Venezuela or­ders stores to get into Christ­mas spirit

Manda­tory ‘sales’ push­ing re­tail­ers to the brink of bank­ruptcy

Kuwait Times - - BUSINESS -

Ever since Venezue­lan gov­ern­ment agents put up a gi­ant “Sale” sign in his store­front, crowds have been lin­ing up out­side Juan Vieira’s shoe shop. But he’s hav­ing a hard time get­ting into the Christ­mas spirit. “What good is it to sell shoes if I’m giv­ing away my prod­uct?”

Stuck in a nasty eco­nomic cri­sis, Venezuela is fac­ing a Scrooge-wor­thy Christ­mas this year. The world’s high­est in­fla­tion rate has gut­ted Venezue­lans’ in­comes and chronic short­ages have left them strug­gling to buy food, let alone presents. Seek­ing to spread some cheer, Pres­i­dent Ni­co­las Maduro’s so­cial­ist gov­ern­ment has set aside its dis­taste for con­sumerism and sent a small army of bu­reau­crats and sol­diers to force more than 200 re­tail stores in Cara­cas to hold Christ­mas sales.

“Our worker-pres­i­dent has or­dered us to guar­an­tee fair prices for the peo­ple, and we are com­ply­ing. These eco­nomic hit­men can’t take away our merry Christ­mas,” said Wil­liam Con­tr­eras, head of the Na­tional Su­per­in­ten­dency for the De­fense of So­cioe­co­nomic Rights, known by the acro­nym Sundde. The gov­ern­ment ac­cuses the own­ers of the tar­geted stores of jack­ing up prices by 300 to 500 per­cent.

But Vieira and other own­ers deny that, say­ing the manda­tory mark­downs are push­ing them to the brink of bank­ruptcy. In the cap­i­tal’s his­toric cen­ter where Vieira keeps shop, most store­fronts carry signs sport­ing the gov­ern­ment’s seal and ad­ver­tis­ing “Sundde sales” or a “30-per­cent Sundde dis­count.” The dis­count is al­ways 30 per­cent-the max­i­mum amount of profit stores are al­lowed to make un­der a 2014 law. Two sol­diers guard the en­trance to Vieira’s store, al­low­ing cus­tomers in two at a time.

“This is pure pop­ulism,” a fu­ri­ous Vieira said in the back room of the store, which he opened in 1995. “If we keep go­ing at this rate, I’ll run out of shoes this month. I’m about to go bank­rupt and close.” Vieira, 54, al­ready lost one shoe store in 2010, when the gov­ern­ment of Maduro’s late men­tor, Hugo Chavez, ex­pro­pri­ated the build­ing where it was lo­cated.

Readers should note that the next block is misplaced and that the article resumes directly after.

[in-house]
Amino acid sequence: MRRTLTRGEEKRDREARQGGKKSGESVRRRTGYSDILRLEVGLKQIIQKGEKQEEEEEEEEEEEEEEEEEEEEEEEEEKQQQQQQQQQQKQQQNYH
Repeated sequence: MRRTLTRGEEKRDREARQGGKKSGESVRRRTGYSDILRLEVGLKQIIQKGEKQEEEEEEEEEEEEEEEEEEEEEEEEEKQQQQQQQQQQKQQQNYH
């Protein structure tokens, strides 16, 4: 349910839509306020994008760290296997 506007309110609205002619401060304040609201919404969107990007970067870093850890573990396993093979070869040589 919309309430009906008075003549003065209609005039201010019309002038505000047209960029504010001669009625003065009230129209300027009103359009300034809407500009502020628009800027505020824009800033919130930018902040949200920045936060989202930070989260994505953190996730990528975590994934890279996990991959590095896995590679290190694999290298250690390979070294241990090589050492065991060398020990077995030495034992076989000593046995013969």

Shop­pers’ guilt

Many cus­tomers are thrilled with the sales, how­ever. “This is the best thing the gov­ern­ment could have done this year be­cause you have to give up eat­ing just to buy your­self a shirt,” said Yaroski Mendoza, a 19-year-old cook wait­ing in line to buy a shirt, her baby in her arms.

Get­ting to the dis­counts means stand­ing in long lines, but Venezue­lans are used to that. They reg­u­larly wait hours to buy gro­ceries. “We have to take ad­van­tage of this op­por­tu­nity. Venezue­lans like sport­ing new clothes for Christ­mas or New Year’s Eve,” said Isaac Quin­tero, a 28-year-old of­fice worker.

But some shop­pers feel guilty over the stores’ plight. “They’re prac­ti­cally giv­ing their prod­ucts away. (The gov­ern­ment) is mak­ing them go broke for no rea­son,” said Anis Rodriguez, 50, a house­wife shop­ping at a store where T-shirts were sell­ing for less than half the usual price.

Jobs at risk

The T-shirt busi­ness was “de­stroyed” when the forced sale was im­posed, said the man­ager, Mary, who asked that her last name not be used for fear of reprisals. She said the agents who swooped on the store were “very rude” and did not even bother look­ing at the records she showed them doc­u­ment­ing the store’s pric­ing prac­tices. “Our or­ders come from high up,” she said they told her. “This is a smoke bomb,” Mary added. “Since there’s noth­ing in this coun­try, they have to dis­tract peo­ple with some­thing.” She fears los­ing her job be­cause her boss has vowed to shut the store if the manda­tory sale con­tin­ues.

Venezuela’s oil-de­pen­dent econ­omy has tanked as global crude prices have gone on a down­ward spi­ral since 2014. Short of the petrodol­lars on which it re­lies to im­port goods, the coun­try is fac­ing crip­pling short­ages and in­fla­tion the IMF fore­casts will hit 475 per­cent by year’s end.

It is not the first time Maduro-whose pop­u­lar­ity has plunged along with the econ­omy-has or­dered Christ­mas sales. In 2013, he forced a house­hold ap­pli­ance chain to slash its prices by up to 70 per­cent. The com­pany sur­vived, but some stores’ shelves were still bare as much as a year later. —AFP

CARA­CAS: Peo­ple watch the win­dow of a shoe shop dis­play­ing signs in­form­ing of a 30% dis­count, in Cara­cas on Fri­day. The Venezue­lan gov­ern­ment or­dered the own­ers of shops sell­ing cloth­ing, footwear and ac­ces­sories to re­duce their prices by 30% dur­ing Christ­mas. —AFP

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